Siddle stumps talk of sledge pledge

<img border='0' align='left' title=' ' src='' class='caption'> Before this Ashes series it was reported Australia players had received letters banning them from 'sledging'.

Updated: July 16, 2009 18:12 IST
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Before this Ashes series it was reported Australia players, almost as famous for their verbal taunts as their on-field brillance, had received letters banning them from 'sledging'.

But any lingering doubt was set aside by tyro fast bowler Peter Siddle here at Lord's on Tuesday when, speaking ahead of the second Ashes Test, he said with a grin: "If it was sent, I don't think we've received it yet."

In truth, for generations of English players the notion of their oldest opponents ceasing to 'sledge' always seemed as likely as Australia cricketers ditching their distinctive baggy green caps.

Australia after all were the team whose former captain Steve Waugh had elevated the art of verbal abuse into "mental disintegration".

By contrast, one of the most quoted on-field remarks by an England cricketer was when veteran batsman Colin Cowdrey, summoned out as a replacement for the 1974/75 Ashes tour of Australia, stunned firebrand quick Jeff Thomson during the Perth Test by saying: "Good morning. We haven't met. My name is Cowdrey."

Any notion Ricky Ponting's current side had decided to follow the example of Australia tennis great Rod Laver whose 'chat,' in the course of a career that saw him twice win the coveted Grand Slam, extended to the odd muttered rebuke to himself, was quickly put right.

Cricket Australia had sent its players guidance warning them to be on their best behaviour while on tour in Britain and pointing out they would be public figures both on and off the field.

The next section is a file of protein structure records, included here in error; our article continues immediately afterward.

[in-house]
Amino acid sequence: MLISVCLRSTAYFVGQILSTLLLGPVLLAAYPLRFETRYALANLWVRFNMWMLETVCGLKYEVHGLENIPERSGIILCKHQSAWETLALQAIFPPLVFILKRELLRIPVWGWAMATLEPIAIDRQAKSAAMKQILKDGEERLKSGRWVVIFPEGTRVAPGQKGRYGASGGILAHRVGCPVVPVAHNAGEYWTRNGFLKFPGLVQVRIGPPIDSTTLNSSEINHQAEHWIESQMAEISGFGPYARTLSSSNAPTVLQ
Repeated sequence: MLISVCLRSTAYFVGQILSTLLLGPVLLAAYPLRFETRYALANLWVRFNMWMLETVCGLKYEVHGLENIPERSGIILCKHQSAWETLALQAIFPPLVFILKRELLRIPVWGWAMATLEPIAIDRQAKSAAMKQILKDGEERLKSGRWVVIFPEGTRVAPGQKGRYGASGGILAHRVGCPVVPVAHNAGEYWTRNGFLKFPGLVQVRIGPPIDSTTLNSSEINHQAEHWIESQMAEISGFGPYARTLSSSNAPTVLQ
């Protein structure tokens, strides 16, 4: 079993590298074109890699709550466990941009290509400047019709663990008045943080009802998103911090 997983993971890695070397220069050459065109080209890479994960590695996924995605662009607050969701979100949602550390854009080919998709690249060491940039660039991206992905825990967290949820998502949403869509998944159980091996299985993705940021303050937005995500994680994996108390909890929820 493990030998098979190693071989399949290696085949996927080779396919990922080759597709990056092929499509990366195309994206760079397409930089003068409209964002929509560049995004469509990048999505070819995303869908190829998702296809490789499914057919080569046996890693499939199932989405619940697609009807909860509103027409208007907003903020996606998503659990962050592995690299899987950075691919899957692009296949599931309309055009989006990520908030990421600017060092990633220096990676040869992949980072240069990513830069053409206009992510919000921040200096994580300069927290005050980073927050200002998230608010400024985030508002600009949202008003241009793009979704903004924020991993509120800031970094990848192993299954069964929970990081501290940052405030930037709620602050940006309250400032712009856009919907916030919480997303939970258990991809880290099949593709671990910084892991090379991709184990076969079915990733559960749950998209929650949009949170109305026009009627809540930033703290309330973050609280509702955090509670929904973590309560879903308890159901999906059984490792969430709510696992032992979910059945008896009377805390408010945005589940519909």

It was issued after a survey of Australian cricket fans revealed public concern regarding the team's conduct following several high-profile spats, notably involving India.

However, this did not extend to a specific 'sledging' ban.

Siddle is fast becoming the Australia quick opposition crowds love to hate and he relishes his role as the pantomime villain.

Not that there is anything comical about his bowling.

The 24-year-old Victorian may have only taken three wickets during the drawn first Test in Cardiff last week but performed with commendable hostility on a soul-destroying surface for fast bowlers.

Siddle several times hit tailender Graeme Swann with some stinging deliveries and in the absence of Brett Lee, whose rib injury looks as if it will also rule him out of the second Test, which starts at Lord's on Thursday, added some valuable aggression to the Australia attack.

"It is just part of me. I like to go about that kind of stuff," Siddle said.

"We found that was a bit of a weakness, but he (Swann) toughed it out and he stuck around for a while. It was just good fun.

He added: "That is when I am bowling at my best, when I am fired up and charging in. The sooner it happens the better it is for the team."

Siddle, nicknamed 'Sid Vicious' after the bass player in British punk band the 'Sex Pistols', surged to prominence during Australia's 2-1 series win in South Africa this year with successive four- and five-wicket hauls.

Now he is looking forward to becoming the latest Australian to fall in love with Lord's where his country haven't lost a Test since 1934.

"Growing up, there were a few little dreams... an Ashes series at Lord's was one of them.

"It is just amazing, the history and tradition and running out there on that first day will be great."

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